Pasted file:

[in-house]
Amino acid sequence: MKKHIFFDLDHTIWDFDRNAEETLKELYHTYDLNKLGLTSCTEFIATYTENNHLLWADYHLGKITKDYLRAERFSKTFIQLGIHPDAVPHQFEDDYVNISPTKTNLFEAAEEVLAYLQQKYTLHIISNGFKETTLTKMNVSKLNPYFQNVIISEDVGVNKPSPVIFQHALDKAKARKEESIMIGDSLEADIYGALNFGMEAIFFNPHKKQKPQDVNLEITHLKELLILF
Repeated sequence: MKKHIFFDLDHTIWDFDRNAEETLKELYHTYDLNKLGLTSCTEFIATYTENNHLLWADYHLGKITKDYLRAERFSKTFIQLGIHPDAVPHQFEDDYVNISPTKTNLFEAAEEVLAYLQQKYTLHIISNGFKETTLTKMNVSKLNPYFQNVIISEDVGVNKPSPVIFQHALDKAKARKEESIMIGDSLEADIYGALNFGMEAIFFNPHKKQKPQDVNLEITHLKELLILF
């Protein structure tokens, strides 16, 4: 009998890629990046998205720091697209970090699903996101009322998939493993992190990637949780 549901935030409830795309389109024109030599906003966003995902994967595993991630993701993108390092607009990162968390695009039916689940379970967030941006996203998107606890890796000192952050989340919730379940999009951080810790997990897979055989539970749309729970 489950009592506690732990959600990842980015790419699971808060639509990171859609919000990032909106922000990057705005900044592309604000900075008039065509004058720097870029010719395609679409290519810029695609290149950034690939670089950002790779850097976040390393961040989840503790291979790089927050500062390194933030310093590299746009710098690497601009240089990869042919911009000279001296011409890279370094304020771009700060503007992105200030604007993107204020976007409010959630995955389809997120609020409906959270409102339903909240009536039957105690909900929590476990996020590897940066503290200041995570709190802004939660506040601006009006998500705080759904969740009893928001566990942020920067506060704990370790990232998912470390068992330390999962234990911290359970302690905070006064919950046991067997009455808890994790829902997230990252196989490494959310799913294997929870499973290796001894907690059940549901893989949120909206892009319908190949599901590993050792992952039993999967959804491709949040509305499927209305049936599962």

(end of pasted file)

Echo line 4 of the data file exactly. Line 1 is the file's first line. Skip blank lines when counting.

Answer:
């Protein structure tokens, strides 16, 4: 009998890629990046998205720091697209970090699903996101009322998939493993992190990637949780 549901935030409830795309389109024109030599906003966003995902994967595993991630993701993108390092607009990162968390695009039916689940379970967030941006996203998107606890890796000192952050989340919730379940999009951080810790997990897979055989539970749309729970 489950009592506690732990959600990842980015790419699971808060639509990171859609919000990032909106922000990057705005900044592309604000900075008039065509004058720097870029010719395609679409290519810029695609290149950034690939670089950002790779850097976040390393961040989840503790291979790089927050500062390194933030310093590299746009710098690497601009240089990869042919911009000279001296011409890279370094304020771009700060503007992105200030604007993107204020976007409010959630995955389809997120609020409906959270409102339903909240009536039957105690909900929590476990996020590897940066503290200041995570709190802004939660506040601006009006998500705080759904969740009893928001566990942020920067506060704990370790990232998912470390068992330390999962234990911290359970302690905070006064919950046991067997009455808890994790829902997230990252196989490494959310799913294997929870499973290796001894907690059940549901893989949120909206892009319908190949599901590993050792992952039993999967959804491709949040509305499927209305049936599962």